British Airways faces the possibility of more strike action and flight disruption as trade union Unite announced this morning that a new ballot to strike would go ahead.
The two sides have been butting heads for months now, but neither seems willing to back down over staff pay issues and possible redundancies.
British Airways are adamant that if the airline is to survive then difficult decisions have to be made, including making cut-backs. Unite are adamant that loyal staff should not be made redundant.
The staff ballot could take up to a month to organise, and Unite will need to scrutinise proceedings meticulously in order to avoid another embarrassment such as the one suffered in December when BA won an injunction on the planned Christmas strike. The strike was halted because Unite had included members in its ballot who had already agreed to accept voluntary redundancy, making the ballot void.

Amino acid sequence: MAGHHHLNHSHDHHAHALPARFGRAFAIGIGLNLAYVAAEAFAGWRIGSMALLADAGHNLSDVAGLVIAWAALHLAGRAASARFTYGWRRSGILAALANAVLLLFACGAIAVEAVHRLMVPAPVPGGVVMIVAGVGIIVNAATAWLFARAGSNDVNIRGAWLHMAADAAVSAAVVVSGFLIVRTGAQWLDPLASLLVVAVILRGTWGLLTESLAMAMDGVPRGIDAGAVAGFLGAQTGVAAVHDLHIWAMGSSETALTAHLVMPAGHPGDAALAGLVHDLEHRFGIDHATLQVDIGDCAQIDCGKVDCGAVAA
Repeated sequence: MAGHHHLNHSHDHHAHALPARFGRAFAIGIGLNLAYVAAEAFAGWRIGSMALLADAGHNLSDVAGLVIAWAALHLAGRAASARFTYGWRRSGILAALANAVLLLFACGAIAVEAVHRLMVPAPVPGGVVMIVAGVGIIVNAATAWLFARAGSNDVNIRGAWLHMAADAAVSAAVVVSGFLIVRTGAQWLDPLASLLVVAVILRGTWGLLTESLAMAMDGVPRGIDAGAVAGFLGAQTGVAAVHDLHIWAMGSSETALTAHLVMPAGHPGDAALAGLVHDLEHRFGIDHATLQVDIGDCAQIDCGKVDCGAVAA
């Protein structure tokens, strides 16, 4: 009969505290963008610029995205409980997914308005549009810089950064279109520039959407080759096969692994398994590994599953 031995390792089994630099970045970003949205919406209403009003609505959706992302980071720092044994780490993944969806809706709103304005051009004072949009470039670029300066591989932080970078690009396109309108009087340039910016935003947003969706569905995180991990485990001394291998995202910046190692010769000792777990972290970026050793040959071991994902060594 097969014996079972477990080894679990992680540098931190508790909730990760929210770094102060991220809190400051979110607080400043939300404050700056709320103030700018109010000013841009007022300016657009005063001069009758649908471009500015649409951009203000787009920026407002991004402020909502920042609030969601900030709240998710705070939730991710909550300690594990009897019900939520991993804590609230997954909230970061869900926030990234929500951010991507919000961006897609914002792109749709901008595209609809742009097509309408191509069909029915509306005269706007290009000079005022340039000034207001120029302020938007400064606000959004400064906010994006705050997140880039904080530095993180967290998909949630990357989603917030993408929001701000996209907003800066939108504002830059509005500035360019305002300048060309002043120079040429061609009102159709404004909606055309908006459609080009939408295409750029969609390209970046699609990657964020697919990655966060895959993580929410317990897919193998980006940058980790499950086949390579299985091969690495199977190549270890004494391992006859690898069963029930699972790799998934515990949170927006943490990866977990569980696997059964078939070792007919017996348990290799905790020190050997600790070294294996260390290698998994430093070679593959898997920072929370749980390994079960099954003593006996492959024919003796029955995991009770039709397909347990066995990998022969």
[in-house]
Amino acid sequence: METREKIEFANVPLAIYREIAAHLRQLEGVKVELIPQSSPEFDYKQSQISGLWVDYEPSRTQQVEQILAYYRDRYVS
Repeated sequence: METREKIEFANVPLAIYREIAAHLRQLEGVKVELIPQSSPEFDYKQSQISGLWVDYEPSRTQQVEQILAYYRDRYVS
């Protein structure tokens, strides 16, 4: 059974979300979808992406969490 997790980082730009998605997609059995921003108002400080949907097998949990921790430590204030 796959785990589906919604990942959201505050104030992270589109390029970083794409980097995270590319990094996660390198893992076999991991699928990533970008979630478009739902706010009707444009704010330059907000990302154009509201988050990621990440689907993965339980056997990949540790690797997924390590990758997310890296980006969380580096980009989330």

This time around, 13,000 cabin crew could walk out on BA disrupting thousands of holidays and business trips in March.
Assistant general secretary of Unite Len McCluskey told The Guardian: “We have been engaged in intensive discussion with the company over the last few days, but unfortunately we have not been able to secure an agreement yet.”
Mr McCluskey hoped BA would make the most of the time available whilst the ballot was being organised before they risked damaging their reputation in the aviation industry. Whilst damage limitation has been successful in avoiding a Christmas washout, and the busy half-term school holidays in February seems safe, BA still risks much by not reaching an amicable solution.